In 2017, a coalition of environmental groups calling itself the Utilities Solid Waste Activities Group (USWAG) sued to change that. Arguing in front of the U.S. District Court for the District of Columbia, the group presented evidence that these so-called “legacy impoundments” were in fact more likely to leak than active ones and therefore warranted regulation. The D.C. Court of Appeals agreed and ordered the EPA to revise the rule. On Thursday morning, following a lengthy public comment period, the EPA did just that. 

Ash Thursday

Thursday’s rule makes two major changes to existing CCR regulation. First, it applies the monitoring and remediating requirements from the 2015 rule to plants and impoundments that shut down before Oct. 19, 2015. Second, it extends these requirements to coal ash surface dumps that may not fit neatly within the definition of an ash pond or landfill. The EPA groups all of these categories together under the umbrella term “CCR Management Unit (CCRMU),” which it defines as “CCR surface impoundments and landfills that closed prior to the effective date of the 2015 CCR Rule, inactive CCR landfills, and other areas where CCR is managed directly on the land.” All told, the EPA expects the compliance cost of the new rule to be between $214 and $240 million per year, borne primarily by the owners of the waste sites. 

In a statement, the EPA said, “This rule reflects the Administration’s commitment to reduce pollution from the power sector while providing long-term regulatory certainty and operational flexibility.”

Evans calls the new rule “a huge win for America’s health and water resources. EPA’s new coal ash rule finally makes polluters pay,” she said. “At last the coal plant owners must clean up the toxic mess they created.”

Not everyone sees it in such a positive light. John Ward is a spokesman for the American Coal Ash Association, an industry group representing utilities and construction companies. “It certainly doesn’t do anything to encourage beneficial use,” Ward said of the new rule. The new category for CCRMUs, he said, “is not well defined and could threaten to sweep in a lot of legitimate recycling activities.”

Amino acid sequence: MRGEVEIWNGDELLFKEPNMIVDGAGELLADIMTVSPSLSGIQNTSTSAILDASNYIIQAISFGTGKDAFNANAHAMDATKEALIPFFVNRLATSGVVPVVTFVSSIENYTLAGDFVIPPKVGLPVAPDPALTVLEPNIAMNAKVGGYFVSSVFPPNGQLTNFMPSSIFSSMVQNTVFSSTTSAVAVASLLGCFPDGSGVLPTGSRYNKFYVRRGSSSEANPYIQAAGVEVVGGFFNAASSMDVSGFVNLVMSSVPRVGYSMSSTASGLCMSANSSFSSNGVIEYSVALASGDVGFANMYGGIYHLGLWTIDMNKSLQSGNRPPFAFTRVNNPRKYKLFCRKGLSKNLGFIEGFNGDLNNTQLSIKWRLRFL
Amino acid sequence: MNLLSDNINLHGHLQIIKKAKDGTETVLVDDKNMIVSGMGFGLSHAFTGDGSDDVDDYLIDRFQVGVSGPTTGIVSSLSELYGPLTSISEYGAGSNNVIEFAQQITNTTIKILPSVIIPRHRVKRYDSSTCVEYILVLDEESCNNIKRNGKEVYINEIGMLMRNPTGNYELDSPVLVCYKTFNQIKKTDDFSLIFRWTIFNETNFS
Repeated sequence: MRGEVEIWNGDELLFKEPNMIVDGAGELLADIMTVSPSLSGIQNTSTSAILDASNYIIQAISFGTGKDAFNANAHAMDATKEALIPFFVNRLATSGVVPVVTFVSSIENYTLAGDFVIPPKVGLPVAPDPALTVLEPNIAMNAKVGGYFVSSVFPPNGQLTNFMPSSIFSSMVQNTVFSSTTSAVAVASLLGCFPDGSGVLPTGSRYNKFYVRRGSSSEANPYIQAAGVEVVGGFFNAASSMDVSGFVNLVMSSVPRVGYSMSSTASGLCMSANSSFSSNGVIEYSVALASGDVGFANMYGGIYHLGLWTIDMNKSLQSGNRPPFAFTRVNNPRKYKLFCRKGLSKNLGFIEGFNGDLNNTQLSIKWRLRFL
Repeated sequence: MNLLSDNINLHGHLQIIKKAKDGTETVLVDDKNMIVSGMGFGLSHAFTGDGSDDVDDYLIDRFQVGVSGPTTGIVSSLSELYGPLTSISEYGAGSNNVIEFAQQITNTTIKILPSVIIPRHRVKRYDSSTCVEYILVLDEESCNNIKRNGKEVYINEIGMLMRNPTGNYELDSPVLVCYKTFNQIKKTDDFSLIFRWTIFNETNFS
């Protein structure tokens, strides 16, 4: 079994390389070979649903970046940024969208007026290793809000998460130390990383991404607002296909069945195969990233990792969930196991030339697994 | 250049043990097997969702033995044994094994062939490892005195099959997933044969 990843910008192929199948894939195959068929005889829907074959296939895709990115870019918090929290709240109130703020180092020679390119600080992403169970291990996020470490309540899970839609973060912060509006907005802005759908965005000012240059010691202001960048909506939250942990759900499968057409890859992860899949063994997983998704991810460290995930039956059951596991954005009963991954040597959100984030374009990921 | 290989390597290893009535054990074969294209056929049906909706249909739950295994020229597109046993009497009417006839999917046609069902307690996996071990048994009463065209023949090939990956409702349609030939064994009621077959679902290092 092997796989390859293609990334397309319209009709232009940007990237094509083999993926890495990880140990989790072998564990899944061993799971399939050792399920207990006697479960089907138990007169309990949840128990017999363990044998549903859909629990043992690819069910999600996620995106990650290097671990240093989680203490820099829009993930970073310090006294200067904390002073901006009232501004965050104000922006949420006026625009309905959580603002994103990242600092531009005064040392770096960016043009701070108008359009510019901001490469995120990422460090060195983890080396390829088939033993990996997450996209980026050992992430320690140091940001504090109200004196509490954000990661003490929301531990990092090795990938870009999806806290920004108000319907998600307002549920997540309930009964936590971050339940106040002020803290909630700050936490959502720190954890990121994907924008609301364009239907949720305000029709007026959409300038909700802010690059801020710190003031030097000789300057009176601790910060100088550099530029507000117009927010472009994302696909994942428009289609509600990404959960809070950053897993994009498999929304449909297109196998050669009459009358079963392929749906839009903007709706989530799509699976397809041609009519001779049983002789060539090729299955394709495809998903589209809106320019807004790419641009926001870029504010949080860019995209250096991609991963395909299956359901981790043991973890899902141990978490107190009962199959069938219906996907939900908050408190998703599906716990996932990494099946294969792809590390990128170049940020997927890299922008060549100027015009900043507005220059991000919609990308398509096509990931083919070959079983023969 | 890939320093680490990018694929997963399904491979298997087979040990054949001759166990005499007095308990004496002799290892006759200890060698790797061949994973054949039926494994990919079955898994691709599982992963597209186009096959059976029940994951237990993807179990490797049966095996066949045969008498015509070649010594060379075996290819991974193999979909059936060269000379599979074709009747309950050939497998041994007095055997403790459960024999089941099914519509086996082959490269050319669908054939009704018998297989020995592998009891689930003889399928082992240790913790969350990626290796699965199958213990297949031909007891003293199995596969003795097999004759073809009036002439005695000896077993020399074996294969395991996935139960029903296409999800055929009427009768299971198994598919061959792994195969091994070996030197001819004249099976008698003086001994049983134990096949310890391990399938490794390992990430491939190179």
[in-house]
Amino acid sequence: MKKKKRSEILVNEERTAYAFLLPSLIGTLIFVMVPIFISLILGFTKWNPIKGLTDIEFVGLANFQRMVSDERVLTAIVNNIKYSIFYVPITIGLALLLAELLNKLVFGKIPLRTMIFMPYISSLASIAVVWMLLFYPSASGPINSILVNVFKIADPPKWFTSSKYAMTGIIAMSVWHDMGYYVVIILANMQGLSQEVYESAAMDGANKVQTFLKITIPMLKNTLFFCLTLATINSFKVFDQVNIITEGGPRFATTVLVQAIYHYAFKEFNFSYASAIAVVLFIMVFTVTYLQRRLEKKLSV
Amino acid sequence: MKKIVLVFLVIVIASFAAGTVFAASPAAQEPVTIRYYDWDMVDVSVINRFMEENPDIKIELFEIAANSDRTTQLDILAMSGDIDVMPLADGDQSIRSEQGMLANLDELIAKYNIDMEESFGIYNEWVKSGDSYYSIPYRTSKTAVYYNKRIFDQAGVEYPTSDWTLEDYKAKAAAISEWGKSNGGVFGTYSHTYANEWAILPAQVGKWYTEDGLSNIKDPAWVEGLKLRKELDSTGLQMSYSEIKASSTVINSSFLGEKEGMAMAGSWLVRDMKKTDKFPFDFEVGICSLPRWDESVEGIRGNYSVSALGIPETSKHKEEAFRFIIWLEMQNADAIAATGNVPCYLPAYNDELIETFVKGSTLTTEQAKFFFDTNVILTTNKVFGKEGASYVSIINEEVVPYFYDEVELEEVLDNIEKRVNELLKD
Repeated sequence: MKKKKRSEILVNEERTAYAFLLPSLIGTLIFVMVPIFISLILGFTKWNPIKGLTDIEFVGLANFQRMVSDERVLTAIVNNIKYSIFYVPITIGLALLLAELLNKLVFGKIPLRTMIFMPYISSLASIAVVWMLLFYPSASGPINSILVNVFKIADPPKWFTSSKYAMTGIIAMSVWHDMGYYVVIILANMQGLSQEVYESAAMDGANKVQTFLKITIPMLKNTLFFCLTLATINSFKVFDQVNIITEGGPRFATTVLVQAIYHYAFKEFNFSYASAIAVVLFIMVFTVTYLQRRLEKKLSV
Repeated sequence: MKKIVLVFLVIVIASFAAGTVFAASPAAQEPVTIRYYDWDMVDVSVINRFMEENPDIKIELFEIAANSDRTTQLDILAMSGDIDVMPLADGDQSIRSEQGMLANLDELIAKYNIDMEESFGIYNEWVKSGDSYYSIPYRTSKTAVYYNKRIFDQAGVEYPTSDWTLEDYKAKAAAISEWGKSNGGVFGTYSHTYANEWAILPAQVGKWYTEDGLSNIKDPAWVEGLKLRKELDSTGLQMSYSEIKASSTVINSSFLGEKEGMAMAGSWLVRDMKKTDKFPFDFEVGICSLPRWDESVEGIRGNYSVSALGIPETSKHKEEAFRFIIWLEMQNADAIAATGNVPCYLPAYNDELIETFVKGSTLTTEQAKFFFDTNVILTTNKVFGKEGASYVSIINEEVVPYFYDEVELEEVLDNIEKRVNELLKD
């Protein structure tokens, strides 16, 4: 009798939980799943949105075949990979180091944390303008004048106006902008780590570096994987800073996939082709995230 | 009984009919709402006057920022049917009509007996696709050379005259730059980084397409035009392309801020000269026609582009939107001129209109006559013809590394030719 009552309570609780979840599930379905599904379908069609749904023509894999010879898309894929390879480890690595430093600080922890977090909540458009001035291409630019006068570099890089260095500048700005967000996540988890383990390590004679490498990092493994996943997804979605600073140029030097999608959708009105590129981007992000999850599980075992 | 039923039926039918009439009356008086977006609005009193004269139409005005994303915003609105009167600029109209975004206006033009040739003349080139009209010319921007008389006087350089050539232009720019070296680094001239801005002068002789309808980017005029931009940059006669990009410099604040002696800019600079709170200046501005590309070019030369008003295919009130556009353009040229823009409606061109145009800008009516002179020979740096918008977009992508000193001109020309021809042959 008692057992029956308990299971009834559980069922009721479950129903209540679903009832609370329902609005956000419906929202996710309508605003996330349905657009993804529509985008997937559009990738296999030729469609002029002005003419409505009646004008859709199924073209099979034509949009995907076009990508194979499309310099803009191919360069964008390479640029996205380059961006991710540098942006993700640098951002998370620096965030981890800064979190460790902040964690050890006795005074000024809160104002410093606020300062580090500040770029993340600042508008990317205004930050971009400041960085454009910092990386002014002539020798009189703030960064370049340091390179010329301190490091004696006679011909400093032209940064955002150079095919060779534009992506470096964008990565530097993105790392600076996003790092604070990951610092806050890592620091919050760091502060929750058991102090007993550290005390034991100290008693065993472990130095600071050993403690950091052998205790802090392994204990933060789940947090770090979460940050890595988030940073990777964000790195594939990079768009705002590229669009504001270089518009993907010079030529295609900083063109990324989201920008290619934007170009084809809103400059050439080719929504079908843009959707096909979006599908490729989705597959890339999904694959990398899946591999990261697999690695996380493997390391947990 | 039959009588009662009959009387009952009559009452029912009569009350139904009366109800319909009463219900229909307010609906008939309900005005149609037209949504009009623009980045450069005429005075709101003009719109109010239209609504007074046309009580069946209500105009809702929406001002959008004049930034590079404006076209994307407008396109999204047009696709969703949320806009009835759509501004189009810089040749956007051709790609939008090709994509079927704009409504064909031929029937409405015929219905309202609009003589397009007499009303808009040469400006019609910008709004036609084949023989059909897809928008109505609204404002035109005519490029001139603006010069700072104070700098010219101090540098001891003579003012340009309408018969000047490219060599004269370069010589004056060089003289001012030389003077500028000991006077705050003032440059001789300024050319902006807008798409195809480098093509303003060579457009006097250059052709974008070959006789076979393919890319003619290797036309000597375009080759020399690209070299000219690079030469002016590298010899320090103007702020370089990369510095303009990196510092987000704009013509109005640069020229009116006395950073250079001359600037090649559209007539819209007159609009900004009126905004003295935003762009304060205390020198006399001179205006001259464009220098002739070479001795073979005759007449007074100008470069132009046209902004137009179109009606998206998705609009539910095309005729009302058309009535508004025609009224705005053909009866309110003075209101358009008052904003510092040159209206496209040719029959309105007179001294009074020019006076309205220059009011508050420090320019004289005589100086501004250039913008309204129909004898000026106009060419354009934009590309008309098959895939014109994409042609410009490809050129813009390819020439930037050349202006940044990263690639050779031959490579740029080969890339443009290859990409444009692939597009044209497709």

Law professor Michael Gerrard of Columbia University thinks that if the new rule does hamper beneficial use, there could be a straightforward reason. “Many uses called ‘beneficial’ aren’t in fact always so beneficial, such as using the ash as construction fill,” he said. Evans likewise pointed out that if beneficial uses are environmentally harmless, they would not face any additional penalties. “Why would they be using a material that they either know or suspect would cause groundwater contamination?” she asked.

Cleanup Time

Will the new rule generate a wave of coal ash cleanup? Gerrard thinks it won’t be that easy, at least in the short term. Given the choice between removing coal ash, selling off waste sites or simply delaying action, Gerrard said, “I expect few if any site owners will choose excavation. It’s enormously expensive; it’s almost impossible to find locations that would take the excavated material; and it can pose greater health risks than leaving the material in place, because digging up ash could allow it to blow into nearby communities, and the thousands of truck trips required have their own risks.” Given the EPA’s limited capacity for enforcement and the possibility of future legal challenges, site owners may, for the moment, find it in their interest to put off compliance until prodded to act. 

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In reality, the impact is likely to vary by location. Coal ash impoundments exempted from the 2015 EPA rule were bound only by state regulations. In Ohio, those regulations were exceedingly lax. “It will have a big impact everywhere,” said Altman. “But other states didn’t exempt fly ash from the definition of solid waste like Ohio did.” That means that power plant owners in Ohio—and other states with weak coal ash regulations—may have a larger compliance gap to close.

There is one point on which most experts agree: The ultimate impact of the new rule will hinge more on a Tuesday in November than a Thursday in April. Effective implementation “requires a strong EPA that believes in this rule,” said Evans. “With a change of administration, we will not see the type of enforcement actions that we’re anticipating under Biden.”

In Clermont County, it lends additional security to a community eager to protect its drinking water from the contamination of the Beckjord site. “This is like a belt and suspenders,” said Altman. “In other words, there will now be two ways that the site will be covered.”